Yoga club is back

Students clear their minds and prepare for a half hour of yoga on the front lawn. OmZone meets every Thursday at 3:00.

Students clear their minds and prepare for a half hour of yoga on the front lawn. OmZone meets every Thursday at 3:00.

   After a couple months of hiatus, Heritage’s yoga club, named “OmZone” is meeting once again every Thursday in the wrestling room.

   Sponsored by Ms. Melissa Hall, who has been practicing yoga for thirteen years, OmZone gives students a chance to unwind every week through the ancient practice of yoga.

   “Students can expect to find a supportive environment, an opportunity to learn about their bodies, sense of peace and quiet,” says Hall.

   Students and teachers come to OmZone to find just these things. Jack Strauss ‘16 practices yoga every day and describes it as therapeutic.

   “It’s relaxing, fun, and it releases a lot of my stress,” says Strauss.

   OmZone is welcoming to all students and teachers, even if they can’t touch their toes. Despite the spiritual connotations with yoga, students of all religious backgrounds are welcome to participate.

   “Yoga can be spiritual if that’s what a student’s looking for, but it doesn’t have to be,” says Hall. “Yoga is equally important to a spiritual or a non-spiritual person because it’s about the relationship with oneself.”

  Ms. Kelli Glorso also attends the club not as a sponsor, but simply for the benefits yoga brings to her.

  “Yoga can be an amazing practice for human health and mind-body connection,” says Glorso. “It’s also really great to be able to practice with others.”

  Yoga club is non-commitment and there is no need to change clothing before the club, although some say it’s helpful to bring a mat. OmZone is open to all students and teachers.

Facebooktwittergoogle_pluspinterestlinkedinmailby feather

Bubba takes the win

Last years winner, Adam Scott, congratulates Bubba Watson on his victory after putting the jacket on Watson. He finished eight under par beating Jonas Blixt and Jason Spieth by 3 strokes.

Last year’s winner, Adam Scott, congratulates Bubba Watson on his victory after putting the jacket on Watson. He finished eight under par beating Jonas Blixt and Jason Spieth by three strokes. Photo courtesy of  The Masters tournament.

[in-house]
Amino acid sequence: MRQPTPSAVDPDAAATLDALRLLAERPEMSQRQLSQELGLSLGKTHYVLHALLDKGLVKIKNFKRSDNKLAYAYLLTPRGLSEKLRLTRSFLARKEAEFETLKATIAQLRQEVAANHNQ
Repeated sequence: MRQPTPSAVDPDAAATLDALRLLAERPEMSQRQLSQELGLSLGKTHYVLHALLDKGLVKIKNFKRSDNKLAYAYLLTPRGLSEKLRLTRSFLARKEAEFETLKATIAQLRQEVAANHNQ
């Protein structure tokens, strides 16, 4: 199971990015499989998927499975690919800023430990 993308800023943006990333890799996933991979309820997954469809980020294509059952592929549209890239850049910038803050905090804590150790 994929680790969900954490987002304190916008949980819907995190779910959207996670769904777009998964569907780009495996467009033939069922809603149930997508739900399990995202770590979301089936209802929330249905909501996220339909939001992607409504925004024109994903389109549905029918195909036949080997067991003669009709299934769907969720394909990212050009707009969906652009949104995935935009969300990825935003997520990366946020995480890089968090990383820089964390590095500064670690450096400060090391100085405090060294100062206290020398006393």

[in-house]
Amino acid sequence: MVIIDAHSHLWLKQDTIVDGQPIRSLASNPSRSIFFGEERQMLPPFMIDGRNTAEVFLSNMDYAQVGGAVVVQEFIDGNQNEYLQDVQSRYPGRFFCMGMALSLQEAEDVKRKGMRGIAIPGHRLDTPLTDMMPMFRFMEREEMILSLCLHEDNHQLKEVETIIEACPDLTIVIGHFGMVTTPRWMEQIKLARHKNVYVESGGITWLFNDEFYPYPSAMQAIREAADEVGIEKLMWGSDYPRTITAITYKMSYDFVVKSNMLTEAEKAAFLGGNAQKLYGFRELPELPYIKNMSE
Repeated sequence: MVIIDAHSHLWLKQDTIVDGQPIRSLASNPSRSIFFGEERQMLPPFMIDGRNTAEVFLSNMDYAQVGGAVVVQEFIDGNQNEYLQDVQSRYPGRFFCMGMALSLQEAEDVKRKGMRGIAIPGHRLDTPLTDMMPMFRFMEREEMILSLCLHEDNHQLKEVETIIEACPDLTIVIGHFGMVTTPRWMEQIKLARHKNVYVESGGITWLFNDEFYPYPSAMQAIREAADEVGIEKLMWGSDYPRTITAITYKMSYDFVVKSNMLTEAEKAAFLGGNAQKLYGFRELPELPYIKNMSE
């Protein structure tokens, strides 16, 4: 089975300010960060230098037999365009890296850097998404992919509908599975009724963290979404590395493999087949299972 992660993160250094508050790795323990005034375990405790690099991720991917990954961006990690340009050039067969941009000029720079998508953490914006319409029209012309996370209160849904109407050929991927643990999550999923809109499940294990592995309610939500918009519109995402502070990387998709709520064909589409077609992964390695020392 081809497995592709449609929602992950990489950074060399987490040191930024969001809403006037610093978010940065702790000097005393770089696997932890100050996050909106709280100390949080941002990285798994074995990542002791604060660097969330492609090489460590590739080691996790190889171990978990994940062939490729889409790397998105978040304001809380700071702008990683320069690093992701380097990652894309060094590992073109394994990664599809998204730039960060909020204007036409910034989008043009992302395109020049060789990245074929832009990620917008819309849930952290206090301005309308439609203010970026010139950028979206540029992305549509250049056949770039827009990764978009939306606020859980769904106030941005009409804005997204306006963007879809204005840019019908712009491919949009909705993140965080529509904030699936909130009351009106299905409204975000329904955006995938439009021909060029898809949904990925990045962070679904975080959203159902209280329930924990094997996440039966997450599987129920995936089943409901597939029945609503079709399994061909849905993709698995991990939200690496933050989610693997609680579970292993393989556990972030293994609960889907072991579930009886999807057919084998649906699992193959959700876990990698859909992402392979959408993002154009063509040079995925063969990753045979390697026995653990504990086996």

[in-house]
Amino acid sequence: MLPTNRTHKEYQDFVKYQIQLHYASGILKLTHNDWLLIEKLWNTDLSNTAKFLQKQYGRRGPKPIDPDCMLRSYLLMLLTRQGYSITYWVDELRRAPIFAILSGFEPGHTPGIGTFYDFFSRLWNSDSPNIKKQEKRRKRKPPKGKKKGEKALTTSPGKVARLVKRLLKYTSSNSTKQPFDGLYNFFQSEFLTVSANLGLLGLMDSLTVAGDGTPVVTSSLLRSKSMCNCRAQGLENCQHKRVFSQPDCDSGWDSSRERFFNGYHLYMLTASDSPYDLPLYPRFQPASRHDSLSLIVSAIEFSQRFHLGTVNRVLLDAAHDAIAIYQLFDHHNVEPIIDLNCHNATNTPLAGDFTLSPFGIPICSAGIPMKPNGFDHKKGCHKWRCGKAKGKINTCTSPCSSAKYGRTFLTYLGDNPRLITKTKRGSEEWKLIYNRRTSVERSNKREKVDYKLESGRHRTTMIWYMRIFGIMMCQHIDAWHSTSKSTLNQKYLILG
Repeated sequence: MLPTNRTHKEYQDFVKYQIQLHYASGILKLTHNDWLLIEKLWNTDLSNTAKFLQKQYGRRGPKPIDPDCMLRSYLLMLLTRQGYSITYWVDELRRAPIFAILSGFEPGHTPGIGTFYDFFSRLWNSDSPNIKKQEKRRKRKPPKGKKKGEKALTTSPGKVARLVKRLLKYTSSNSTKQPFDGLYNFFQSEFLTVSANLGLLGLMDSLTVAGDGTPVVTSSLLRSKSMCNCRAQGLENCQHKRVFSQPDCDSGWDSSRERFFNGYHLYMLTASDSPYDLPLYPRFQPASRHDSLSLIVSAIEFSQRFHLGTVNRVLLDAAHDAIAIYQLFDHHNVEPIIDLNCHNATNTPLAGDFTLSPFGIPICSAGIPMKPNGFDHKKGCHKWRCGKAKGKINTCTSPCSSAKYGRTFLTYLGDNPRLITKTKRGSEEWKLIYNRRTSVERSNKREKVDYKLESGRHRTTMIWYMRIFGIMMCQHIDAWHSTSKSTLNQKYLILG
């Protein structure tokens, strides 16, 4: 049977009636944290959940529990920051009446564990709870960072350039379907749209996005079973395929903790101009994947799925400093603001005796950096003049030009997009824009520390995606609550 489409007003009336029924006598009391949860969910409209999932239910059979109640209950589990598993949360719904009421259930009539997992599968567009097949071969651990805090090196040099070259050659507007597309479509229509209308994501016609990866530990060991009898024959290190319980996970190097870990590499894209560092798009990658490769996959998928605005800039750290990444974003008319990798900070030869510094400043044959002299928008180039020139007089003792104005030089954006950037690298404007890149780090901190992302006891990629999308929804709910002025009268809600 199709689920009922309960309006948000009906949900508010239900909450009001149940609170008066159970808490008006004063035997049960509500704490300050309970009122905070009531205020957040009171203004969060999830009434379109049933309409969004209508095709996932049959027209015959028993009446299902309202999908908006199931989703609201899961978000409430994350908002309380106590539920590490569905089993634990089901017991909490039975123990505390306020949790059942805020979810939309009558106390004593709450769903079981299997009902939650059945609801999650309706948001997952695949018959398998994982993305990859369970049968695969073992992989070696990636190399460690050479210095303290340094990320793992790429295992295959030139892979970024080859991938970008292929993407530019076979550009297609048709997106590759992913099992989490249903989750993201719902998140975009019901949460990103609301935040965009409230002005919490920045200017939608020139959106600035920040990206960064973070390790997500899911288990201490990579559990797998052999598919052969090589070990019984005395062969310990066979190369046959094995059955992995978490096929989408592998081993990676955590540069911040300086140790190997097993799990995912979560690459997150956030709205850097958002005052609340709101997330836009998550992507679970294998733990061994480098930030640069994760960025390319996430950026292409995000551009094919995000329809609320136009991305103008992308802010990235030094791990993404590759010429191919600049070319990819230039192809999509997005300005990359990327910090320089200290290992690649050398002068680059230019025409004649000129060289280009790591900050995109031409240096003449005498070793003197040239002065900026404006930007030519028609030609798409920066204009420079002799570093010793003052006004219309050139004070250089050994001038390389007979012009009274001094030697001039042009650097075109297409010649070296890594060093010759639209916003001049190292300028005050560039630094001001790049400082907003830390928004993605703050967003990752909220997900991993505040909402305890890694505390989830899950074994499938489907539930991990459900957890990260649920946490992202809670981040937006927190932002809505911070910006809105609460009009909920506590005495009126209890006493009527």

Another Masters golf tournament has come to a close, marking the 78th year of the famous tournament at Augusta National Golf Course in Augusta, Georgia. Gerry Lestor Watson Jr., also known as Bubba Watson, was the one putting on the green jacket on Sunday afternoon.

This is Watson’s second time winning the Masters, including another win only two years ago. Watson started the week strong with a 69 and a 68, where it looked like he could take the weekend. After a tough third round where he shot a 74 he left 20-year old Jordan Spieth only one stroke behind him on the leader board. The pairing of Jordan Spieth and Watson led to a highly anticipated Sunday, where any win would be historic from the two leaders.

Spieth, only twenty years old, would be the youngest player to ever win the Masters, beating Tiger Woods who was 21 when he won. Spieth finished with a score of 283 leaving him five under par and tied for second place with Jonas Blixt of Sweden.

“I thought Watson played really well, but I wish Speith could have held on to be the youngest player to ever win. It’s always cool for there to be historic wins like it could have been with Speith,” says Heritage golfer Riggs Winz ’14.

Watson has now won two green jackets in only three years, making only 9 men to win 2 Masters out of 3 years, and being only the seventh golfer to have his first two major wins at the Masters and the first since 1999, according to ESPN.

“Bubba Watson is such an inspirational golfer. He always has a great attitude, and he always puts his family first. Many young golfers look up to him, and I can see why. He deserves the victory and hopefully he will be one of the best golfers of all time,” says Heritage golfer Peter Sullivan ’14.

The Masters is the first of the four major tournaments, preceding The Open championship, The US Open and then the PGA championship.

Facebooktwittergoogle_pluspinterestlinkedinmailby feather

‘Upbeats’ celebrates National Poetry Month

The halls of Heritage High School have gotten a little artsier this April, as the Upbeats Poetry Club works to help students celebrate National Poetry Month.

The club has selected a new poet each day to be featured on the Poetry Wall outside of the Second Floor Lecture Hall. On Monday, April 14, the club chose to feature member and poet Shannon Pansini ’15. She is passionate about the importance of poetry to society, and has been writing since her freshman year.

“Much like art, poetry expresses our emotions in a profound and meaningful way. It composes our words into a kaleidoscope of new and beautiful ideas that allow our voice to be heard and our imagination to be, well, put simply, imagined,” says Pansini.

Club co-sponsor Ms. Meagan Wilson has a love for poetry and looks at National Poetry Month as a way to expose the building to a unique art form.

“People are still writing poetry, and we want to make people aware of that. It isn’t just about reading the words of a bunch of dead Victorian men. It’s a living art,” says Wilson.

Upbeats set up this poetry wall outside of the Second Floor Lecture Hall. A new poet is featured each day.

Upbeats set up this poetry wall outside of the Second Floor Lecture Hall. A new poet is featured each day.

Pansini has written many poems since her freshman year, including “This is not what love is, this is why it exists,” which can be found below. She keeps a few goals in mind when creating a new piece.